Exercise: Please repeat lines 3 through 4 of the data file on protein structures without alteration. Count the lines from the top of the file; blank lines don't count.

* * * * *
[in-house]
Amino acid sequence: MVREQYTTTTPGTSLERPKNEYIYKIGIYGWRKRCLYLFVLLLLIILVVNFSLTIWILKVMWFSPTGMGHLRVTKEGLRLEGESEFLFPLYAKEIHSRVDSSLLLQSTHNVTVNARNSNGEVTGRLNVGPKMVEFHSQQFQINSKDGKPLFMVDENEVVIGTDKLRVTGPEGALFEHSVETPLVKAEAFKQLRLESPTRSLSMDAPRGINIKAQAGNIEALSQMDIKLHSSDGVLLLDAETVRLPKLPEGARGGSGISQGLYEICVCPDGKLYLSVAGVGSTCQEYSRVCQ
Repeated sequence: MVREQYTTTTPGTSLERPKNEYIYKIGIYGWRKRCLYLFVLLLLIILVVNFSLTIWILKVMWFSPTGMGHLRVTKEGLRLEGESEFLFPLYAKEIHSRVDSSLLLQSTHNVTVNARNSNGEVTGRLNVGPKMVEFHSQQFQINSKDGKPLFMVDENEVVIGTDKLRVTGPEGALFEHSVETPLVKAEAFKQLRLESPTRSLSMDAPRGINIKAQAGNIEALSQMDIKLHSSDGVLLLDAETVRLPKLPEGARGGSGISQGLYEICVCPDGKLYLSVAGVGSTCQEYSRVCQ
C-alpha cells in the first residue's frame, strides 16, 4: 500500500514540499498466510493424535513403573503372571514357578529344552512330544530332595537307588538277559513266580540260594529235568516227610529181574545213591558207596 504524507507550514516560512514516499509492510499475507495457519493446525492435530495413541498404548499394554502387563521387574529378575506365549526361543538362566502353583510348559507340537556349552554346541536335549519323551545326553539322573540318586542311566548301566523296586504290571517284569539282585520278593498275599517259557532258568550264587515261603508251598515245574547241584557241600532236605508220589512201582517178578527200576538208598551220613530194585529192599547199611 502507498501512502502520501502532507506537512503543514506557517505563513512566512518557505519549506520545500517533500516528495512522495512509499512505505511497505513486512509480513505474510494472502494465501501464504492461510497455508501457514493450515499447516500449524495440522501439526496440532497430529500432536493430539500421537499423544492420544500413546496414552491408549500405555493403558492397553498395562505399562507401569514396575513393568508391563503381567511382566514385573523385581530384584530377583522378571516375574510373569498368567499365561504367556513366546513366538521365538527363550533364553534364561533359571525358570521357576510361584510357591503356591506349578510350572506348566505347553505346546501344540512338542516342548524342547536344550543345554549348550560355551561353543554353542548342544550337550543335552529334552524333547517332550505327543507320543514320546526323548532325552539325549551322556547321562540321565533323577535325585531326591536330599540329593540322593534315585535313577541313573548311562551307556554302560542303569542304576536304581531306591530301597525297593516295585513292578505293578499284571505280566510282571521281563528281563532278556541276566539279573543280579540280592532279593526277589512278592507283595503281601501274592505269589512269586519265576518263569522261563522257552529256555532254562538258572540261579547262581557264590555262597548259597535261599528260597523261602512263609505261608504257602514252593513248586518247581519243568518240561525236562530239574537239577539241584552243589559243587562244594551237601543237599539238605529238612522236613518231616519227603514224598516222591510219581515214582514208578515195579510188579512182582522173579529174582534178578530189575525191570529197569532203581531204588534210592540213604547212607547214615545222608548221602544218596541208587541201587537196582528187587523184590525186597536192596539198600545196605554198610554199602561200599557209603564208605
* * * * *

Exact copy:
Repeated sequence: MVREQYTTTTPGTSLERPKNEYIYKIGIYGWRKRCLYLFVLLLLIILVVNFSLTIWILKVMWFSPTGMGHLRVTKEGLRLEGESEFLFPLYAKEIHSRVDSSLLLQSTHNVTVNARNSNGEVTGRLNVGPKMVEFHSQQFQINSKDGKPLFMVDENEVVIGTDKLRVTGPEGALFEHSVETPLVKAEAFKQLRLESPTRSLSMDAPRGINIKAQAGNIEALSQMDIKLHSSDGVLLLDAETVRLPKLPEGARGGSGISQGLYEICVCPDGKLYLSVAGVGSTCQEYSRVCQ
C-alpha cells in the first residue's frame, strides 16, 4: 500500500514540499498466510493424535513403573503372571514357578529344552512330544530332595537307588538277559513266580540260594529235568516227610529181574545213591558207596 504524507507550514516560512514516499509492510499475507495457519493446525492435530495413541498404548499394554502387563521387574529378575506365549526361543538362566502353583510348559507340537556349552554346541536335549519323551545326553539322573540318586542311566548301566523296586504290571517284569539282585520278593498275599517259557532258568550264587515261603508251598515245574547241584557241600532236605508220589512201582517178578527200576538208598551220613530194585529192599547199611 502507498501512502502520501502532507506537512503543514506557517505563513512566512518557505519549506520545500517533500516528495512522495512509499512505505511497505513486512509480513505474510494472502494465501501464504492461510497455508501457514493450515499447516500449524495440522501439526496440532497430529500432536493430539500421537499423544492420544500413546496414552491408549500405555493403558492397553498395562505399562507401569514396575513393568508391563503381567511382566514385573523385581530384584530377583522378571516375574510373569498368567499365561504367556513366546513366538521365538527363550533364553534364561533359571525358570521357576510361584510357591503356591506349578510350572506348566505347553505346546501344540512338542516342548524342547536344550543345554549348550560355551561353543554353542548342544550337550543335552529334552524333547517332550505327543507320543514320546526323548532325552539325549551322556547321562540321565533323577535325585531326591536330599540329593540322593534315585535313577541313573548311562551307556554302560542303569542304576536304581531306591530301597525297593516295585513292578505293578499284571505280566510282571521281563528281563532278556541276566539279573543280579540280592532279593526277589512278592507283595503281601501274592505269589512269586519265576518263569522261563522257552529256555532254562538258572540261579547262581557264590555262597548259597535261599528260597523261602512263609505261608504257602514252593513248586518247581519243568518240561525236562530239574537239577539241584552243589559243587562244594551237601543237599539238605529238612522236613518231616519227603514224598516222591510219581515214582514208578515195579510188579512182582522173579529174582534178578530189575525191570529197569532203581531204588534210592540213604547212607547214615545222608548221602544218596541208587541201587537196582528187587523184590525186597536192596539198600545196605554198610554199602561200599557209603564208605